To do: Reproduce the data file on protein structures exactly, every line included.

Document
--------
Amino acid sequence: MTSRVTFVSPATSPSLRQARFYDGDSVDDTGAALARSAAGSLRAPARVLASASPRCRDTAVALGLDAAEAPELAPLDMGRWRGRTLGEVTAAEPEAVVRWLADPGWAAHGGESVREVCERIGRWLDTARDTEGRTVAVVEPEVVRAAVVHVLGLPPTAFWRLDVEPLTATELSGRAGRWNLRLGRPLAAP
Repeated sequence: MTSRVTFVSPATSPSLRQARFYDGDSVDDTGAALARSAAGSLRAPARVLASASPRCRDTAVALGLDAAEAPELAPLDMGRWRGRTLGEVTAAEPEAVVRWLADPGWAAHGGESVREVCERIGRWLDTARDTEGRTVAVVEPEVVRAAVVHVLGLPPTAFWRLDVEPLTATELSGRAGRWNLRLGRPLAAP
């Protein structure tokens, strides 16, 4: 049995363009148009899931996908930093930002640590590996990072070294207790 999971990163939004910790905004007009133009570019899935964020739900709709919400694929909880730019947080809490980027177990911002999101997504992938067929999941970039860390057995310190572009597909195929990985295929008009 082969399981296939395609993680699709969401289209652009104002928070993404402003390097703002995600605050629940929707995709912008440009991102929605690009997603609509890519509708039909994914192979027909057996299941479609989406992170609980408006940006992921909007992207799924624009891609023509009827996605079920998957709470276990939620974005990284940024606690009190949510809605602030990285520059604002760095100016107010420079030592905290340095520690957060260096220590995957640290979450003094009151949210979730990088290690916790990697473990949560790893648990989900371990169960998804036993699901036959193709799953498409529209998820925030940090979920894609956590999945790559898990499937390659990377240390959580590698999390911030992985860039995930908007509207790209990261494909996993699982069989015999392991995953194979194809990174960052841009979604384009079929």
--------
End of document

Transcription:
Amino acid sequence: MTSRVTFVSPATSPSLRQARFYDGDSVDDTGAALARSAAGSLRAPARVLASASPRCRDTAVALGLDAAEAPELAPLDMGRWRGRTLGEVTAAEPEAVVRWLADPGWAAHGGESVREVCERIGRWLDTARDTEGRTVAVVEPEVVRAAVVHVLGLPPTAFWRLDVEPLTATELSGRAGRWNLRLGRPLAAP
Repeated sequence: MTSRVTFVSPATSPSLRQARFYDGDSVDDTGAALARSAAGSLRAPARVLASASPRCRDTAVALGLDAAEAPELAPLDMGRWRGRTLGEVTAAEPEAVVRWLADPGWAAHGGESVREVCERIGRWLDTARDTEGRTVAVVEPEVVRAAVVHVLGLPPTAFWRLDVEPLTATELSGRAGRWNLRLGRPLAAP
């Protein structure tokens, strides 16, 4: 049995363009148009899931996908930093930002640590590996990072070294207790 999971990163939004910790905004007009133009570019899935964020739900709709919400694929909880730019947080809490980027177990911002999101997504992938067929999941970039860390057995310190572009597909195929990985295929008009 082969399981296939395609993680699709969401289209652009104002928070993404402003390097703002995600605050629940929707995709912008440009991102929605690009997603609509890519509708039909994914192979027909057996299941479609989406992170609980408006940006992921909007992207799924624009891609023509009827996605079920998957709470276990939620974005990284940024606690009190949510809605602030990285520059604002760095100016107010420079030592905290340095520690957060260096220590995957640290979450003094009151949210979730990088290690916790990697473990949560790893648990989900371990169960998804036993699901036959193709799953498409529209998820925030940090979920894609956590999945790559898990499937390659990377240390959580590698999390911030992985860039995930908007509207790209990261494909996993699982069989015999392991995953194979194809990174960052841009979604384009079929």